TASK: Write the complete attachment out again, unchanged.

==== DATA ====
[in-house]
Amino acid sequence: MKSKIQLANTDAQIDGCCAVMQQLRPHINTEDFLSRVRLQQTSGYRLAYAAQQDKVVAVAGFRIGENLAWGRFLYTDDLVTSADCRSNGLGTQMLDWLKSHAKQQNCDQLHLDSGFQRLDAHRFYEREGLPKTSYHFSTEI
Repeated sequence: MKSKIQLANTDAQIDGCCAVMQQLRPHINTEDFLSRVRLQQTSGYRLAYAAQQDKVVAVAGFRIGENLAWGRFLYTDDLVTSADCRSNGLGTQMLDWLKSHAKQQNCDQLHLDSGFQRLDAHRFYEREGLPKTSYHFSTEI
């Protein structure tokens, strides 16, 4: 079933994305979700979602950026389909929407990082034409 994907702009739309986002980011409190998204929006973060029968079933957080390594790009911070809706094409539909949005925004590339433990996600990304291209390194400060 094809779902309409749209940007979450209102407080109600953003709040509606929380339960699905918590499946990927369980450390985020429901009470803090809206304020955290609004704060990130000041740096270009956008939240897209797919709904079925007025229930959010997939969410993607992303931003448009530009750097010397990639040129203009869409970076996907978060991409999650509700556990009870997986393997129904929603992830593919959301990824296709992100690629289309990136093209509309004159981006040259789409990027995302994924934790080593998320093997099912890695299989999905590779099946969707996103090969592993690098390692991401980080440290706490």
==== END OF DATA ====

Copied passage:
[in-house]
Amino acid sequence: MKSKIQLANTDAQIDGCCAVMQQLRPHINTEDFLSRVRLQQTSGYRLAYAAQQDKVVAVAGFRIGENLAWGRFLYTDDLVTSADCRSNGLGTQMLDWLKSHAKQQNCDQLHLDSGFQRLDAHRFYEREGLPKTSYHFSTEI
Repeated sequence: MKSKIQLANTDAQIDGCCAVMQQLRPHINTEDFLSRVRLQQTSGYRLAYAAQQDKVVAVAGFRIGENLAWGRFLYTDDLVTSADCRSNGLGTQMLDWLKSHAKQQNCDQLHLDSGFQRLDAHRFYEREGLPKTSYHFSTEI
């Protein structure tokens, strides 16, 4: 079933994305979700979602950026389909929407990082034409 994907702009739309986002980011409190998204929006973060029968079933957080390594790009911070809706094409539909949005925004590339433990996600990304291209390194400060 094809779902309409749209940007979450209102407080109600953003709040509606929380339960699905918590499946990927369980450390985020429901009470803090809206304020955290609004704060990130000041740096270009956008939240897209797919709904079925007025229930959010997939969410993607992303931003448009530009750097010397990639040129203009869409970076996907978060991409999650509700556990009870997986393997129904929603992830593919959301990824296709992100690629289309990136093209509309004159981006040259789409990027995302994924934790080593998320093997099912890695299989999905590779099946969707996103090969592993690098390692991401980080440290706490």